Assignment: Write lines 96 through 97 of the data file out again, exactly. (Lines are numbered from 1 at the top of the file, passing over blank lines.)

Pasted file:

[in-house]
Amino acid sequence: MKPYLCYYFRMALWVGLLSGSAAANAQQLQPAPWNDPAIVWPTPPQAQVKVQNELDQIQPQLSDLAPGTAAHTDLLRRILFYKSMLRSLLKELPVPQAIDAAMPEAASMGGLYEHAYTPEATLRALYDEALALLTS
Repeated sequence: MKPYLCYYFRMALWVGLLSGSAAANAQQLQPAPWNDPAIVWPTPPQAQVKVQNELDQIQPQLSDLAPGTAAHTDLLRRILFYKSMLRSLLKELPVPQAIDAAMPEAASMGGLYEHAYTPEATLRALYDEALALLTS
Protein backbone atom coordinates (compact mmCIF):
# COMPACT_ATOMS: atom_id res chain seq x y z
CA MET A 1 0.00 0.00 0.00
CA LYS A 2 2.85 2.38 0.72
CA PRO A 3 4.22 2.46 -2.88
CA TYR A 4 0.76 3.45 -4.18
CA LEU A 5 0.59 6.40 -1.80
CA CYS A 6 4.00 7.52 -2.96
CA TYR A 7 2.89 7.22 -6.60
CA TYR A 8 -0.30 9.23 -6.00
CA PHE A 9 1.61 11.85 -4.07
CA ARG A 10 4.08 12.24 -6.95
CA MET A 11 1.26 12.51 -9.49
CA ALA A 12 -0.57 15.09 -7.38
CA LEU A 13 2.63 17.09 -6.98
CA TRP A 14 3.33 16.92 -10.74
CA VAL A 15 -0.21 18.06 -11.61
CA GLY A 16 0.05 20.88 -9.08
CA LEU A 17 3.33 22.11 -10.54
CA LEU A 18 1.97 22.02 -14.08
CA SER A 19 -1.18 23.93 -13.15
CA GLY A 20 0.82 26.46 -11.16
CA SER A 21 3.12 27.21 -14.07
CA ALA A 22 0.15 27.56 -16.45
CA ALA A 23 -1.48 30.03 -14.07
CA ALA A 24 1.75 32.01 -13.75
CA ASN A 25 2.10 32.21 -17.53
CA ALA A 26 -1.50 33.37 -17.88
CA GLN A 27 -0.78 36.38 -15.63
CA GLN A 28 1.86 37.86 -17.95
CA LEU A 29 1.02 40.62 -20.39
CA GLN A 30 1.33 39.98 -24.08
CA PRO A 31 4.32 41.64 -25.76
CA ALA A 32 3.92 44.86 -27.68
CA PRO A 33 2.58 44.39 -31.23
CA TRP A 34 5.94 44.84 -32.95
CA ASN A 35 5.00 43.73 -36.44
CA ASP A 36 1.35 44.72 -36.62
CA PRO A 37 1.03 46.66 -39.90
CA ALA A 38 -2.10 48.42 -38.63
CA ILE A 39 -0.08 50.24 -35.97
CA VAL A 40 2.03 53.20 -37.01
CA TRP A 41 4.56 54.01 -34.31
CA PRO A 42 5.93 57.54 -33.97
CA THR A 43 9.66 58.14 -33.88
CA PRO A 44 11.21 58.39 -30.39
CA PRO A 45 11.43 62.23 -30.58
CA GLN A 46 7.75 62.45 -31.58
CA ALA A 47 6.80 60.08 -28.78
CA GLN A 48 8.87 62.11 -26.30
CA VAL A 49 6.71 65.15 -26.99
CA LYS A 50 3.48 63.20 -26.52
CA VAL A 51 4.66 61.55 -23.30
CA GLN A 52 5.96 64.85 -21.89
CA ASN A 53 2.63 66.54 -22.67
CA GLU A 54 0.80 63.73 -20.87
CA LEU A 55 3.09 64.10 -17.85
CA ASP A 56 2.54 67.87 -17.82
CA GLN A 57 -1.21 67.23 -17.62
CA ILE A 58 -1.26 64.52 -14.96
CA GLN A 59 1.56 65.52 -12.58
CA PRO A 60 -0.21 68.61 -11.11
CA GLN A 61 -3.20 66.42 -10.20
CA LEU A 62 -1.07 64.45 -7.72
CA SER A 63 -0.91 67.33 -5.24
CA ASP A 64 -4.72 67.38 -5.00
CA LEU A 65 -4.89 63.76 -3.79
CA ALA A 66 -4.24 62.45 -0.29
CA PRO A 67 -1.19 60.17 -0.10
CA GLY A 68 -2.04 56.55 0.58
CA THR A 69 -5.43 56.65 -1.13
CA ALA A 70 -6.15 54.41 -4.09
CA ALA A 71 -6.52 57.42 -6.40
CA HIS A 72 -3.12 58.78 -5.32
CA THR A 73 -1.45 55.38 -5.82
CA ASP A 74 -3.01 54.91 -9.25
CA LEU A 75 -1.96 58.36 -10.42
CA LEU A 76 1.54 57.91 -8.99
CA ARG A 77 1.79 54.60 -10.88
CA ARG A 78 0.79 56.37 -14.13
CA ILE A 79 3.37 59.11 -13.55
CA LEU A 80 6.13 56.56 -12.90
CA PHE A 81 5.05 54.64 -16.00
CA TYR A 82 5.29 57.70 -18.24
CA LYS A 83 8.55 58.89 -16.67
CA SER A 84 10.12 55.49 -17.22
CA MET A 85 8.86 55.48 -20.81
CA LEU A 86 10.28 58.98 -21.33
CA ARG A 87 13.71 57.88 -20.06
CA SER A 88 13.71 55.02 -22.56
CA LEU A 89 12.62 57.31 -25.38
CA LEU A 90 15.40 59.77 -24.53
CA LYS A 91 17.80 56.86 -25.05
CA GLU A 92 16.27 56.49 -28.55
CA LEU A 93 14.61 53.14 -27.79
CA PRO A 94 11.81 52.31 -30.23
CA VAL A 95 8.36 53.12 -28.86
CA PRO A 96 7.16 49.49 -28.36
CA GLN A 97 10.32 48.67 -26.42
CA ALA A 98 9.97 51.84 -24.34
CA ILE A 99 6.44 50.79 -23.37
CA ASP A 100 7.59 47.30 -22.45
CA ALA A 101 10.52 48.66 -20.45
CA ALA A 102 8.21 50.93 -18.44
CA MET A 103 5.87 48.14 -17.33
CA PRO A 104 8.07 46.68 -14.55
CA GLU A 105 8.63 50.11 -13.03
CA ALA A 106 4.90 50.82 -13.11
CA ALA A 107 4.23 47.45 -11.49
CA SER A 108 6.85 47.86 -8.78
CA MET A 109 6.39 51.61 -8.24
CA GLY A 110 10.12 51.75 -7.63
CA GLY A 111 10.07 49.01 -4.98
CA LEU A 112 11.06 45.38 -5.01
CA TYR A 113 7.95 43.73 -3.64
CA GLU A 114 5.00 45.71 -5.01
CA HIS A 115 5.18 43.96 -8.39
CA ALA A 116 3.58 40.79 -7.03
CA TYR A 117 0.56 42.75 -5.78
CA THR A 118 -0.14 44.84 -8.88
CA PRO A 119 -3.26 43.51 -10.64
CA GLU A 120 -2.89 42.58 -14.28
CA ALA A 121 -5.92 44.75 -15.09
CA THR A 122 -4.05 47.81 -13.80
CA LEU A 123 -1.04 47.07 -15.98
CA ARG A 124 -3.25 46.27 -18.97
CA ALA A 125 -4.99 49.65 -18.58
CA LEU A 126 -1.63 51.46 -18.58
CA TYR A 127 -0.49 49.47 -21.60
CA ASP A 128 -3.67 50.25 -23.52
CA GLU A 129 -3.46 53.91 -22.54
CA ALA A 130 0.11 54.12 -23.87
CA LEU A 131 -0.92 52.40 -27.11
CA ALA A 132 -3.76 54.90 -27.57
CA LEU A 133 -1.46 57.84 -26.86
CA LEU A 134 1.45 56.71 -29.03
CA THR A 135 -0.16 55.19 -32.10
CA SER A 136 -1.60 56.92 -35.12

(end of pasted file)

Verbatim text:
CA LYS A 91 17.80 56.86 -25.05
CA GLU A 92 16.27 56.49 -28.55